Top Offer Sheet Targets That Will Make Teams Think Twice

Making offer sheets is a dangerous game. But hockey thrives on chaos. Here is a list of players who may attract offer sheets with a compensation package that could really force their teams to think twice about matching.
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Elias Pettersson

Making offer sheets is a dangerous game. 

It can be a complicated process because you have to gauge the player’s willingness to sign, your ability to absorb the contract you offered and the receiving team’s willingness to match. In most cases, teams are very protective of their assets and will certainly match almost any offer. 

In the cap era, there has only been one instance where a team has declined to match an offer sheet; in 2007, the Ducks declined to match the Oilers’ offer for Dustin Penner, and it became such a heated affair it almost led to an actual fistfight.

Some smart general managers may even think two steps ahead; by saddling a team with an offer sheet they have to match, it may put them up against or over the cap and force them to part with other pieces on their roster that will have to be traded or moved for pennies on the dollar. With a flat cap, there’s a cascading effect when a contract throws a team’s cap structure out the window.

But hockey thrives on chaos, and chaos is what we shall deliver. Here is a list of players who do not have arbitration hearings and may attract offer sheets with a compensation package that could really force their teams to think twice about matching. 

It’s not always about assigning the proper value or compensation package to a player; it’s making an offer sheet that may force the receiving team to decline so you have a good chance to get the player you want. All numbers are courtesy CapFriendly.

Elias Pettersson, Vancouver Canucks
Compensation tier: four first-round picks, AAV: $10,276,830+

There are very good reasons the Canucks are afraid of a potential offer sheet for their franchise player. Per CapFriendly, the Canucks have a little over $14 million in cap space with Pettersson, Quinn Hughes (who is ineligible as a 10.2(c) RFA), Jason Dickinson (also ineligible due to player-elected salary arbitration) and Olli Juolevi left to sign.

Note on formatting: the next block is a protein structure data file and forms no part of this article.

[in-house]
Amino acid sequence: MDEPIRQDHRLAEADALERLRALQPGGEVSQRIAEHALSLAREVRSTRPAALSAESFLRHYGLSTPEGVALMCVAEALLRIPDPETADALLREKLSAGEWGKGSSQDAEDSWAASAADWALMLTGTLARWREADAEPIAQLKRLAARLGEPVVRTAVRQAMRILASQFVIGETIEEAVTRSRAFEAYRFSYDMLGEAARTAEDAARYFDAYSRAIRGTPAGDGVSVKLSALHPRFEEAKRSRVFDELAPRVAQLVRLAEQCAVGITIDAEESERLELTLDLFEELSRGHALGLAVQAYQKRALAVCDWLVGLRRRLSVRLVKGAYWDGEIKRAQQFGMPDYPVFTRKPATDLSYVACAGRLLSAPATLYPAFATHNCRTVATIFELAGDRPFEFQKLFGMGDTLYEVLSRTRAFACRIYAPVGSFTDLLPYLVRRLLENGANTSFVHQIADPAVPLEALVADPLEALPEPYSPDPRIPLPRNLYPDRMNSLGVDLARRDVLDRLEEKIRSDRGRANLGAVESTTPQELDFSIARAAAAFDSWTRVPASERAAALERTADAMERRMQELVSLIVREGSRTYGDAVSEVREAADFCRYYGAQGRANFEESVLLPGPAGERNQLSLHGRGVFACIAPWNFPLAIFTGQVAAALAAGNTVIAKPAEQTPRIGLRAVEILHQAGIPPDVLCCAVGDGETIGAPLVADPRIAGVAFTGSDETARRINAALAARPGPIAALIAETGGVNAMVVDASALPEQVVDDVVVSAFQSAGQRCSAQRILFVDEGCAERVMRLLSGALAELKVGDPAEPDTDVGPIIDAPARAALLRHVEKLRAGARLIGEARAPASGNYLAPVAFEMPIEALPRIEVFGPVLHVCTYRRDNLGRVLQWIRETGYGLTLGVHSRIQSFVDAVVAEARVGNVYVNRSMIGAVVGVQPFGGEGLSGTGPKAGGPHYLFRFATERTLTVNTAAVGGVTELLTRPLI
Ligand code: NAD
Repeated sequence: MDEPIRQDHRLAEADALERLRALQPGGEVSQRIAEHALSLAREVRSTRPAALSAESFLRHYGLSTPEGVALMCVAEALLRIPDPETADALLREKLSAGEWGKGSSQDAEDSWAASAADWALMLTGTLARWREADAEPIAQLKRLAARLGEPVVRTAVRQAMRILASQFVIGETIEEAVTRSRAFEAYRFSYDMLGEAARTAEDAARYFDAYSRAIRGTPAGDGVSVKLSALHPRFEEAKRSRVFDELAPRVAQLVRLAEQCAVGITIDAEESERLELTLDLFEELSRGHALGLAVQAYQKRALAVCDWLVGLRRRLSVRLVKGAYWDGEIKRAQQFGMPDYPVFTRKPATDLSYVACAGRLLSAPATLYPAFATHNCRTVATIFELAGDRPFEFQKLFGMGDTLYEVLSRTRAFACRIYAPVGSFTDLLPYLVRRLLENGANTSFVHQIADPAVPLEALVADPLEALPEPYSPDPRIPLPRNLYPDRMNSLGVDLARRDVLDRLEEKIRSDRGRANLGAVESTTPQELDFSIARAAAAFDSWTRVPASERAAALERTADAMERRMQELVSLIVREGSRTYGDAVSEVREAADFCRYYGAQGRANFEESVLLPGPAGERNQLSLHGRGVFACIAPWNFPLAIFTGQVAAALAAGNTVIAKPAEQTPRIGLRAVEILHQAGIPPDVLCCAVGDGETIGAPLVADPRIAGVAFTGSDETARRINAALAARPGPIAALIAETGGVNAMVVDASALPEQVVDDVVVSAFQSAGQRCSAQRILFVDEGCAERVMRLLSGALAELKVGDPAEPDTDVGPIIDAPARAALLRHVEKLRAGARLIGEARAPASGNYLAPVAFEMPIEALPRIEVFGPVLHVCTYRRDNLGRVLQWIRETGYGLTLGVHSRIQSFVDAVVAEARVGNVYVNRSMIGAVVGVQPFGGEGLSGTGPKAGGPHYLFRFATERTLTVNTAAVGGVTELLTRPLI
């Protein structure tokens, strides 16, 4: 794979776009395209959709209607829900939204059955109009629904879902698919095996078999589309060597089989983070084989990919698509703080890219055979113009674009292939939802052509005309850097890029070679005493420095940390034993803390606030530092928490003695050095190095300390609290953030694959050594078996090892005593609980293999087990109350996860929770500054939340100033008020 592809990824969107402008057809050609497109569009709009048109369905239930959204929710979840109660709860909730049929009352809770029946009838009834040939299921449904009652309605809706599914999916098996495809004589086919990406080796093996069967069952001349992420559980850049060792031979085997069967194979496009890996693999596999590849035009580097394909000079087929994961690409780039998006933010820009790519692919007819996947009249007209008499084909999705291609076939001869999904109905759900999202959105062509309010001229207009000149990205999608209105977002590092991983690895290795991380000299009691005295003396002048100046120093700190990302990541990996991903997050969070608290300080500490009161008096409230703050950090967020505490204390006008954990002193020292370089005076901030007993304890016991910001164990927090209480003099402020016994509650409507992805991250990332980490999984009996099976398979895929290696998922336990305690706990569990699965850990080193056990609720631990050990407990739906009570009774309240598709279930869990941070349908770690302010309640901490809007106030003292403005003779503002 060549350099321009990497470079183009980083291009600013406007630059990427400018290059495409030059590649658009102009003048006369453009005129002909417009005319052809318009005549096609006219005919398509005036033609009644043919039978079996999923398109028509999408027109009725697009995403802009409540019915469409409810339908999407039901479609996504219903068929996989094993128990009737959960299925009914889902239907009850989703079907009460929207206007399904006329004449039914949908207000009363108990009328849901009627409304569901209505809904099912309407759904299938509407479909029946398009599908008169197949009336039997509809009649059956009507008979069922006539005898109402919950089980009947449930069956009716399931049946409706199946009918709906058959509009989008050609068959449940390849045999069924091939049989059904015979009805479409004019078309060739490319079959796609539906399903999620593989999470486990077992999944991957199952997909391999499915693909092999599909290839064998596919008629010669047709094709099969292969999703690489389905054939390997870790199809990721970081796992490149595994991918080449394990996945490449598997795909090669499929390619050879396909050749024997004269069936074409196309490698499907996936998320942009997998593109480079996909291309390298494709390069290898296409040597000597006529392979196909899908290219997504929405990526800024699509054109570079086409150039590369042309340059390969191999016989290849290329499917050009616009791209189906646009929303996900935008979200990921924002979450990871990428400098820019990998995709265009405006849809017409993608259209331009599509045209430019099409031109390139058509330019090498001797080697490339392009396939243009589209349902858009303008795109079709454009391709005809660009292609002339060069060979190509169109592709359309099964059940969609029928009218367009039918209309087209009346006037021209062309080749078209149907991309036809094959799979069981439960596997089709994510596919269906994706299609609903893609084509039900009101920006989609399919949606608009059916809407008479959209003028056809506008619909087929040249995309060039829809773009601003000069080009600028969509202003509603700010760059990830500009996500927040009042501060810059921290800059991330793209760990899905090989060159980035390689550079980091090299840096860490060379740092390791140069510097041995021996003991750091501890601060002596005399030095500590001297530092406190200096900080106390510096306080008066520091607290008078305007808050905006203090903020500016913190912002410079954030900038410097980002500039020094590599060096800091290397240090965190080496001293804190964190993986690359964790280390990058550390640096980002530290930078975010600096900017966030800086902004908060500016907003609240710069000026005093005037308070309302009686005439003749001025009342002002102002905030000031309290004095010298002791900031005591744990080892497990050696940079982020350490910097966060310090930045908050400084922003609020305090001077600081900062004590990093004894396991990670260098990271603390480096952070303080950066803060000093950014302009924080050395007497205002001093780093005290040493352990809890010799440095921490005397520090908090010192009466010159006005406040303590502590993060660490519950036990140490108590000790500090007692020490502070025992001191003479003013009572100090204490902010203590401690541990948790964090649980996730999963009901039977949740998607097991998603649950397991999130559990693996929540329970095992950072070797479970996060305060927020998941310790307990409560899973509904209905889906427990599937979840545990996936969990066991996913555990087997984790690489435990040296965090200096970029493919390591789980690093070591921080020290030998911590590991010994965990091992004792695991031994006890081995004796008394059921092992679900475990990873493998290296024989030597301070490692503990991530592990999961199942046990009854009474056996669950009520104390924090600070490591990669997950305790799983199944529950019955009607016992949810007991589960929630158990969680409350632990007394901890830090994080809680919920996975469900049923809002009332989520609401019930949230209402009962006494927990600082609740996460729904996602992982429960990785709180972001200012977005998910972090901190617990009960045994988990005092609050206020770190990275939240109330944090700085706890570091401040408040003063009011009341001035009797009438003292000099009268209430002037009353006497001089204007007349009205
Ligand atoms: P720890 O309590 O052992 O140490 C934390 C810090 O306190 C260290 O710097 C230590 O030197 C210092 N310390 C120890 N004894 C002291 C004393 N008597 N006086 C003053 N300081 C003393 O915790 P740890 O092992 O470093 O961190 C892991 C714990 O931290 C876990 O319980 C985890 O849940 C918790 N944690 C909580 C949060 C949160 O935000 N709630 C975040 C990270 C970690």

The Canucks will presumably match any offer sheet, both as a symbolic gesture to the league that their players cannot be poached and because there’s no guarantee any of their four first-round picks received as compensation will yield a player of Pettersson’s caliber. But if we play a little 3D chess here, any offer sheet worth more than $10,276,830 per season will leave the Canucks with too little money for Hughes. In order to fit both Pettersson and Hughes, the Canucks will have to shed salary yet again with little leverage in trade negotiations.

Andrei Svechnikov, Carolina Hurricanes
Compensation tier: two first-round picks, one second-round pick, one third-round pick, AAV: $8,221,464 to $10,276,829

The Canes are always an interesting case study because they seem so cost-conscious. This is also a compensation tier above the Canadiens’ offer sheet for Sebastian Aho in 2019, in which the compensation would’ve been just three picks, one each in the first three rounds of the 2020 draft. With four picks, including two in the first round, that may force the Canes to think twice, and the team making the offer sheet could offer up to $10,276,829 to further upset the Canes’ cap structure.

However, there’s a lot of risk in signing a 21-year-old who hasn’t hit his full potential to such a lucrative contract; according to CapFriendly, only one player has signed a contract with an eight-digit AAV at age 21: Jack Eichel.

Carter Hart, Philadelphia Flyers
Compensation tier: one first-round pick, one second-round pick, one third-round pick, AAV: $6,166,097 to $8,221,463

This would be a very aggressive move, considering the awful season Hart just had. But remember that it wasn’t long ago when we were ready to anoint him as the goalie of the future for Canada’s national team. At this point, no one’s sure which Hart will show up in October, and there’s a lot of risk to making big commitments to big goalies. Cam Ward led the Hurricanes to a Stanley Cup title, but in the following years never reached that same peak again even though he remained a serviceable starter.

The Flyers will likely match any offer because there’s no immediate replacement should they lose Hart – Martin Jones won’t cut it – but it could definitely alter the course of their franchise.

Igor Shesterkin, New York Rangers
Compensation tier: one first-round pick, one second-round pick, one third-round pick, AAV: $6,166,097 to $8,221,463

Shesterkin’s got limited experience, but he’s shown flashes of brilliance. The Rangers are in win-now mode judging by their free-agent signings, so will they be willing to commit this much to the potential heir to King Henrik’s throne right now? And with a defense that still lacks quality depth? Another aspect to consider is that the Rangers may already have a good backup plan in Alexandar Georgiev, who also has the potential to be a starter.